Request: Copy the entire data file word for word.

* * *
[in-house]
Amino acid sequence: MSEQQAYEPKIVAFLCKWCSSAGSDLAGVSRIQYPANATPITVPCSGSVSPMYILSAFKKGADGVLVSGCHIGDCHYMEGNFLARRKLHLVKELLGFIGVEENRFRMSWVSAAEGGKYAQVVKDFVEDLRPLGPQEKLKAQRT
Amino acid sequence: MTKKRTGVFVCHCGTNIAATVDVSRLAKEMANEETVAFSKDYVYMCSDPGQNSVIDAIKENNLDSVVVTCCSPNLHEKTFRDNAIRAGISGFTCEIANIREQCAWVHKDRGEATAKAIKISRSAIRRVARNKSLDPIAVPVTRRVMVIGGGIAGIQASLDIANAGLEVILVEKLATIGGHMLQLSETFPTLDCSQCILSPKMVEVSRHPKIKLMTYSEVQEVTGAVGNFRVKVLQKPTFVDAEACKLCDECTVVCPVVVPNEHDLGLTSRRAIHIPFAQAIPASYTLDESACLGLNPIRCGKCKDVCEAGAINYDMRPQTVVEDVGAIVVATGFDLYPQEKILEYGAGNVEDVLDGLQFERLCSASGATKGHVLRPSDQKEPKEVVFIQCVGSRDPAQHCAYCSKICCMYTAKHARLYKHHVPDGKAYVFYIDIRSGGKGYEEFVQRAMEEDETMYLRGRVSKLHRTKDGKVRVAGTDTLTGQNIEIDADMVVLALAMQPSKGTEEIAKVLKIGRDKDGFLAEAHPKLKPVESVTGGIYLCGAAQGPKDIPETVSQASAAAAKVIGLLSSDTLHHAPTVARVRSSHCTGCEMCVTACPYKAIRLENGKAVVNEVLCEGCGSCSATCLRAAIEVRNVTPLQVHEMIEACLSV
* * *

[in-house]
Amino acid sequence: MSEQQAYEPKIVAFLCKWCSSAGSDLAGVSRIQYPANATPITVPCSGSVSPMYILSAFKKGADGVLVSGCHIGDCHYMEGNFLARRKLHLVKELLGFIGVEENRFRMSWVSAAEGGKYAQVVKDFVEDLRPLGPQEKLKAQRT
Amino acid sequence: MTKKRTGVFVCHCGTNIAATVDVSRLAKEMANEETVAFSKDYVYMCSDPGQNSVIDAIKENNLDSVVVTCCSPNLHEKTFRDNAIRAGISGFTCEIANIREQCAWVHKDRGEATAKAIKISRSAIRRVARNKSLDPIAVPVTRRVMVIGGGIAGIQASLDIANAGLEVILVEKLATIGGHMLQLSETFPTLDCSQCILSPKMVEVSRHPKIKLMTYSEVQEVTGAVGNFRVKVLQKPTFVDAEACKLCDECTVVCPVVVPNEHDLGLTSRRAIHIPFAQAIPASYTLDESACLGLNPIRCGKCKDVCEAGAINYDMRPQTVVEDVGAIVVATGFDLYPQEKILEYGAGNVEDVLDGLQFERLCSASGATKGHVLRPSDQKEPKEVVFIQCVGSRDPAQHCAYCSKICCMYTAKHARLYKHHVPDGKAYVFYIDIRSGGKGYEEFVQRAMEEDETMYLRGRVSKLHRTKDGKVRVAGTDTLTGQNIEIDADMVVLALAMQPSKGTEEIAKVLKIGRDKDGFLAEAHPKLKPVESVTGGIYLCGAAQGPKDIPETVSQASAAAAKVIGLLSSDTLHHAPTVARVRSSHCTGCEMCVTACPYKAIRLENGKAVVNEVLCEGCGSCSATCLRAAIEVRNVTPLQVHEMIEACLSV